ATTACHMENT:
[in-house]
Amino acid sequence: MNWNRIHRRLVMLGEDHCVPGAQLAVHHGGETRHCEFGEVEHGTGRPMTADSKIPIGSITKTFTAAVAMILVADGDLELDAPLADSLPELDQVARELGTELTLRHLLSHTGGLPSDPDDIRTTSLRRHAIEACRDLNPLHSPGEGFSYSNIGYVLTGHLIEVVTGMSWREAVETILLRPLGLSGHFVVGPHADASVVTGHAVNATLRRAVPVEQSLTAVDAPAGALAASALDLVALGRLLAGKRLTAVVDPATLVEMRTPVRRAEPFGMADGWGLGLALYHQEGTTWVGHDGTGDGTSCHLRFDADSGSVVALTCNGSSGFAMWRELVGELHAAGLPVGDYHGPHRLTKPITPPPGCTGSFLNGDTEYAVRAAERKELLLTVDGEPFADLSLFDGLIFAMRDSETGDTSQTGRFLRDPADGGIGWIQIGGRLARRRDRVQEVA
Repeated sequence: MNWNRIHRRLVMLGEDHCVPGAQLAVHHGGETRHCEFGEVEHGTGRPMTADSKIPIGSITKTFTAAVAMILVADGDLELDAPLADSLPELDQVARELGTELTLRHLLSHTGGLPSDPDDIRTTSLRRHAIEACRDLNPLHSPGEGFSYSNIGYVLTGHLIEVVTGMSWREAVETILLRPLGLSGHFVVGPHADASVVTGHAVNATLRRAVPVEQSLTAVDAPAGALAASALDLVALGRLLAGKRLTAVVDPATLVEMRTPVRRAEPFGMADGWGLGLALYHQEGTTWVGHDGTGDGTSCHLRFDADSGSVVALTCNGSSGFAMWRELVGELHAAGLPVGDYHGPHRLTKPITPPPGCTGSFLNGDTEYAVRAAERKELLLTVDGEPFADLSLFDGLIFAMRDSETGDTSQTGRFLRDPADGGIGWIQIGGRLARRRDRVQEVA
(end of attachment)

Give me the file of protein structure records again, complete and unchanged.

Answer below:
[in-house]
Amino acid sequence: MNWNRIHRRLVMLGEDHCVPGAQLAVHHGGETRHCEFGEVEHGTGRPMTADSKIPIGSITKTFTAAVAMILVADGDLELDAPLADSLPELDQVARELGTELTLRHLLSHTGGLPSDPDDIRTTSLRRHAIEACRDLNPLHSPGEGFSYSNIGYVLTGHLIEVVTGMSWREAVETILLRPLGLSGHFVVGPHADASVVTGHAVNATLRRAVPVEQSLTAVDAPAGALAASALDLVALGRLLAGKRLTAVVDPATLVEMRTPVRRAEPFGMADGWGLGLALYHQEGTTWVGHDGTGDGTSCHLRFDADSGSVVALTCNGSSGFAMWRELVGELHAAGLPVGDYHGPHRLTKPITPPPGCTGSFLNGDTEYAVRAAERKELLLTVDGEPFADLSLFDGLIFAMRDSETGDTSQTGRFLRDPADGGIGWIQIGGRLARRRDRVQEVA
Repeated sequence: MNWNRIHRRLVMLGEDHCVPGAQLAVHHGGETRHCEFGEVEHGTGRPMTADSKIPIGSITKTFTAAVAMILVADGDLELDAPLADSLPELDQVARELGTELTLRHLLSHTGGLPSDPDDIRTTSLRRHAIEACRDLNPLHSPGEGFSYSNIGYVLTGHLIEVVTGMSWREAVETILLRPLGLSGHFVVGPHADASVVTGHAVNATLRRAVPVEQSLTAVDAPAGALAASALDLVALGRLLAGKRLTAVVDPATLVEMRTPVRRAEPFGMADGWGLGLALYHQEGTTWVGHDGTGDGTSCHLRFDADSGSVVALTCNGSSGFAMWRELVGELHAAGLPVGDYHGPHRLTKPITPPPGCTGSFLNGDTEYAVRAAERKELLLTVDGEPFADLSLFDGLIFAMRDSETGDTSQTGRFLRDPADGGIGWIQIGGRLARRRDRVQEVA